Corinthian order columns, Great Theatre of Ephesus, Republic of Turkey.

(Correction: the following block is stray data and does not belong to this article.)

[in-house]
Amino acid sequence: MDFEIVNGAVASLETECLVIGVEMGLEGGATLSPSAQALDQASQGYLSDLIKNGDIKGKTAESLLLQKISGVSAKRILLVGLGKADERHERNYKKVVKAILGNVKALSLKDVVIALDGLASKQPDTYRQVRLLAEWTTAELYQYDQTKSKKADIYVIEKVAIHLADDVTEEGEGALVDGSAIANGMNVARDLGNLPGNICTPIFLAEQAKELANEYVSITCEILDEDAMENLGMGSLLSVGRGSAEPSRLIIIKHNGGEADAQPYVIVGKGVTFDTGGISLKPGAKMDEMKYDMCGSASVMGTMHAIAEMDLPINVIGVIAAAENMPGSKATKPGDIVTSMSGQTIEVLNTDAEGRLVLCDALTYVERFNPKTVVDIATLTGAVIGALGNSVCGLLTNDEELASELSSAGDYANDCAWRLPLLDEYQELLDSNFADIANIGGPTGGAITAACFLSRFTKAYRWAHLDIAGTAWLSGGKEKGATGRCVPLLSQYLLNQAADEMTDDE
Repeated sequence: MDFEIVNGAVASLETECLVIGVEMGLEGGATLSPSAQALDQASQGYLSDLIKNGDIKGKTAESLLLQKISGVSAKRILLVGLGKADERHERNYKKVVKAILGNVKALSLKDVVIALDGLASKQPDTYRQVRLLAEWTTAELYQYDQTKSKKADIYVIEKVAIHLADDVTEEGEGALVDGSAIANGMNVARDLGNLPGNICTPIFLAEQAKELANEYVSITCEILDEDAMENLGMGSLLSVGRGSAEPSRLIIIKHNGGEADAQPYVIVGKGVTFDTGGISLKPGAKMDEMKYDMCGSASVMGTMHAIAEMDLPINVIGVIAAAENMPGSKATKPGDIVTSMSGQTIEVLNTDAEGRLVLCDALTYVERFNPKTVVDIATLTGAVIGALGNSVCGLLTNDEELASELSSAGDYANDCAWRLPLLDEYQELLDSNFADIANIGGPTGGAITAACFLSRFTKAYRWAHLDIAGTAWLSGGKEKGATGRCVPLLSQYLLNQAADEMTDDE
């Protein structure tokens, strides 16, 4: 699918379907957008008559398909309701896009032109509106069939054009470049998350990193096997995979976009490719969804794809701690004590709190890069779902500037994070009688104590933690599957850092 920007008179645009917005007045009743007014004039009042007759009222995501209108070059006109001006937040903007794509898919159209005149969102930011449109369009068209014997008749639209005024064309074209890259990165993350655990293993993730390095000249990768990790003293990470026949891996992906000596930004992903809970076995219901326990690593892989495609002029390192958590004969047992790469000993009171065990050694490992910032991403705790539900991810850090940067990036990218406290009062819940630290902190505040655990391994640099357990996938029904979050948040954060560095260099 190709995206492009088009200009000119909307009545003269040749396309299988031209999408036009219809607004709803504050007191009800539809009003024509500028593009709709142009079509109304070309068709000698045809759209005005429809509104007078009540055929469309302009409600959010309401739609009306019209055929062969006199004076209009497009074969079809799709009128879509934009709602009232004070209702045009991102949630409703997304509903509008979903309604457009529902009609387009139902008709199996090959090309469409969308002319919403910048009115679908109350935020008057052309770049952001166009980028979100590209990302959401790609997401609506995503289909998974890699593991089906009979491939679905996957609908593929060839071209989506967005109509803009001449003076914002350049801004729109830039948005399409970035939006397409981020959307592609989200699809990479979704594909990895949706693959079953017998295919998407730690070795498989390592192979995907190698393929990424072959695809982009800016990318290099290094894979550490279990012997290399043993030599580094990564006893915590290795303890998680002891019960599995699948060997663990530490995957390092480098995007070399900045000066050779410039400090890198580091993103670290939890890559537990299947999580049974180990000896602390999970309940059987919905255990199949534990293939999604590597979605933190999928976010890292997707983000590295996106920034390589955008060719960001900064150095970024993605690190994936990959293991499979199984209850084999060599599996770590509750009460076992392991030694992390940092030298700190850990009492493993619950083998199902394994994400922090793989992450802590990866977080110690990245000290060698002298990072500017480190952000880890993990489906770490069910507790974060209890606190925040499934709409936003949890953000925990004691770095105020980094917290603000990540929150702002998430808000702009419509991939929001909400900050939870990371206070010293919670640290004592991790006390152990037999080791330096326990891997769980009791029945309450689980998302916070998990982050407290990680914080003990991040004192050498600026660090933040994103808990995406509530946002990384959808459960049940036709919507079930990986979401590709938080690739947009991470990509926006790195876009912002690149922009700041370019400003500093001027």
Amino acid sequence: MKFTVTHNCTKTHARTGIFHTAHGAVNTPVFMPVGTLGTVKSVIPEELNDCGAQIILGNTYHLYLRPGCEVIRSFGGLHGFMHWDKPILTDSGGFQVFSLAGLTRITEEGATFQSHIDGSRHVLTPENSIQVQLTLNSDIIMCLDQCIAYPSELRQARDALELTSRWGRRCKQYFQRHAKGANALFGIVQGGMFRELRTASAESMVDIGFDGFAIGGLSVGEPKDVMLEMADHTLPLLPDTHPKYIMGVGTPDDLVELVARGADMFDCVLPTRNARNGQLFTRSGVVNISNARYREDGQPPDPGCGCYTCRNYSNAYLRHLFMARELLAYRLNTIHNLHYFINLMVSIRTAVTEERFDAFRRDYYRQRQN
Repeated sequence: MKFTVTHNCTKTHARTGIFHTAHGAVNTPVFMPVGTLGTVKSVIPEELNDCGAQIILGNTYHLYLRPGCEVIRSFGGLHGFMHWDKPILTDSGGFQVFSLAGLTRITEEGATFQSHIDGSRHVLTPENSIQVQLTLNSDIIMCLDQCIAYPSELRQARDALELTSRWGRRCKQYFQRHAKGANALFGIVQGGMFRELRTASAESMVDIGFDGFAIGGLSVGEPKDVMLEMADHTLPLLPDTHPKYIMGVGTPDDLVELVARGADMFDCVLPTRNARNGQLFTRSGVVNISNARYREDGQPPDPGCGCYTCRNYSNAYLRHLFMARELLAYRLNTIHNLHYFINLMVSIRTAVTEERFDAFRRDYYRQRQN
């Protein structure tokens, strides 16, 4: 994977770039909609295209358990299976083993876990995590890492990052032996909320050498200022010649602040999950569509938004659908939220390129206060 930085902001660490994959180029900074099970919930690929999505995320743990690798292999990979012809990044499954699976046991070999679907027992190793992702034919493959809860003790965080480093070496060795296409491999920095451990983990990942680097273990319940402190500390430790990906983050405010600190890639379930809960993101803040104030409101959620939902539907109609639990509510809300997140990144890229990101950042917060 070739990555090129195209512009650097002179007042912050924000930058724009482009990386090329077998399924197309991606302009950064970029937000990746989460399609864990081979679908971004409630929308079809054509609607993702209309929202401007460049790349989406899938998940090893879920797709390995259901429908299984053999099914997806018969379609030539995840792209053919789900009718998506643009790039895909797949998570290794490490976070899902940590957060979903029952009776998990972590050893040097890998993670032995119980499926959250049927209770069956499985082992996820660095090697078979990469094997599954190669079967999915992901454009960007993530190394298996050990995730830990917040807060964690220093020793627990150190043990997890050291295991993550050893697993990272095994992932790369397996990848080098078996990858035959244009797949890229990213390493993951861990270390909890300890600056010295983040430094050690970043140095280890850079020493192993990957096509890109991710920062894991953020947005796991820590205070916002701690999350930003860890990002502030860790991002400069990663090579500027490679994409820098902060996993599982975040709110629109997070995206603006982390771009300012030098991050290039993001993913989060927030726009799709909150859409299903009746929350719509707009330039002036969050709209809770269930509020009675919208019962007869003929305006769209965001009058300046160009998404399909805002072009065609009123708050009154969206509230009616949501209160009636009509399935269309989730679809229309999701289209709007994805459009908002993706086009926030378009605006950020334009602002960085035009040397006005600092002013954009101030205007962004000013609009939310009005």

Visitors walk beneath Corinthian order columns at the Great Theatre of Ephesus, in the Republic of Turkey. Published in the travel handbook "Moon Istanbul & the Turkish Coast" by Jessica Tamtürk, Avalon Travel Publishing, 2010. The Great Theatre of Ephesus, the largest outdoor theatre in the ancient world, was begun during Hellenistic times (probably during the reign of Lysimachos in the third century BC), and was altered and enlarged from 41-117 AD by Roman emperors Claudius, Nero, and Trajan. The Greek builders dug out a space from Mount Pion (present-day Panayir Dagi) to fit the 30-meter (100-foot) high theater, which accommodated 25,000 people, or 10 percent of the population of Roman Ephesus at its peak. The theatre exhibited the fights of wild beasts and of men with beasts. In the 1st century AD, the Apostle Paul delivered a sermon condemning pagan worship in this theater. Subsequently, followers of the Ephesian cult of Artemis forced Paul and his followers out. Over several centuries, the Cayster River filled the harbor of Ephesus with silt, creating a malaria-infested swamp, pushing the sea 4 kilometers away and cutting off the city's commerce and wealth. By the 6th century AD, Emperor Justinian decided to build the Saint John Basilica 3 kilometers away, which effectively moved the city center to Selçuk.Add to Cart Add to Lightbox Download